The International Olympic Committee is permitting more than a dozen broadcasters to show video of the Aug. 13-29 Olympics online. But the footage will be highly restricted to protect lucrative broadcast contracts, which are sold by territory — $793 million paid by NBC alone. Web sites must employ technology to block viewers from outside their home countries, so U.S. Web surfers won’t benefit from the BBC’s live coverage. They’ll have to settle for highlights posted after NBC broadcasts, which are already largely tape-delayed.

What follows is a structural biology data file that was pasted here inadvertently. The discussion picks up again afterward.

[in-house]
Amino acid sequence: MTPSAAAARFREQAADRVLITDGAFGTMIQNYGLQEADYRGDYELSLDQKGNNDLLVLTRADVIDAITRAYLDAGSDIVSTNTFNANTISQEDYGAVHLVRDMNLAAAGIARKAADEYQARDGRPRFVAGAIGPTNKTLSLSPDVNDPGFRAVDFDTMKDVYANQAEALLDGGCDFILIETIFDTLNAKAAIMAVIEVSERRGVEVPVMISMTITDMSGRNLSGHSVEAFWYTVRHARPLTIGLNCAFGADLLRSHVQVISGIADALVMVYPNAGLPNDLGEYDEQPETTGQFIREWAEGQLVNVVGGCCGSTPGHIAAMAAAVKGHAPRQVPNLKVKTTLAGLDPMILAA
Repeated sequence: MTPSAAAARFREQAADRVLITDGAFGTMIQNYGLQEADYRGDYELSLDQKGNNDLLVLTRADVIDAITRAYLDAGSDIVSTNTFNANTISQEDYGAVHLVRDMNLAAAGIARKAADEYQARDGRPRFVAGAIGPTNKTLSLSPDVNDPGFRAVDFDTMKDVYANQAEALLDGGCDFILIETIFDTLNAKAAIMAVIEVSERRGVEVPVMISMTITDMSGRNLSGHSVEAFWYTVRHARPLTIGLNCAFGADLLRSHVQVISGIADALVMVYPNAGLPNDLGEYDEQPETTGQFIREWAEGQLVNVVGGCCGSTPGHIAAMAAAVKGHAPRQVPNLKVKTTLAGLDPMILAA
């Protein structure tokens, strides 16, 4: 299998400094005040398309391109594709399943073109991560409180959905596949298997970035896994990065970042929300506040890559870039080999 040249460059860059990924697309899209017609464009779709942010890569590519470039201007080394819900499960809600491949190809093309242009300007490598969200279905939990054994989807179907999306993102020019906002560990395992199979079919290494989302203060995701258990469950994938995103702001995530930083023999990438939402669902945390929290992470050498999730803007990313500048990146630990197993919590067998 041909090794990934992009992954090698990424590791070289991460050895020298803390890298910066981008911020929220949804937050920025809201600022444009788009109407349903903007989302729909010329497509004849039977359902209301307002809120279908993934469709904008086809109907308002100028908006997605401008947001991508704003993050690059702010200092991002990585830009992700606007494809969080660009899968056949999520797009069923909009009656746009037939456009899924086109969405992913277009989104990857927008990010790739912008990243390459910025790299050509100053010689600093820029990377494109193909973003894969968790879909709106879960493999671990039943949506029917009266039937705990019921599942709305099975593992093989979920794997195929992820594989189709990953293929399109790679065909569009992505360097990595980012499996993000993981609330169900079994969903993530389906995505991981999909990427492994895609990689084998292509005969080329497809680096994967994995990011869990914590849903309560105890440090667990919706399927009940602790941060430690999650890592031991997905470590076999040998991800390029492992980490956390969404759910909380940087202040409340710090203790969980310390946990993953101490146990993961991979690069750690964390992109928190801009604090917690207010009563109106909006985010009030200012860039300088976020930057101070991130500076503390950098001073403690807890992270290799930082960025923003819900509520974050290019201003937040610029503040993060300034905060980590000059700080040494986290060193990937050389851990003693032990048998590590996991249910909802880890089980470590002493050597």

Gotta love what commercial sponsorship deals have done to the games of “peace” and “universal moral principles.” Sites offering video of the games will apparently be required “to keep footage within geographic boundaries.” We all know geolocation is flawed, though. When I browse with the tor anonymizing proxy for example, I frequently get German Google pages because many of the onion routners’ exit nodes are in German-speaking countries.
Meanwhile, NBC, on whose behalf these restrictions are being instituted, won’t win any gold medals yet. Its promised HDTV University guide to HDTV coverage of the games is “coming soon” with only a week for would-be students to learn. (Thanks PVRblog.)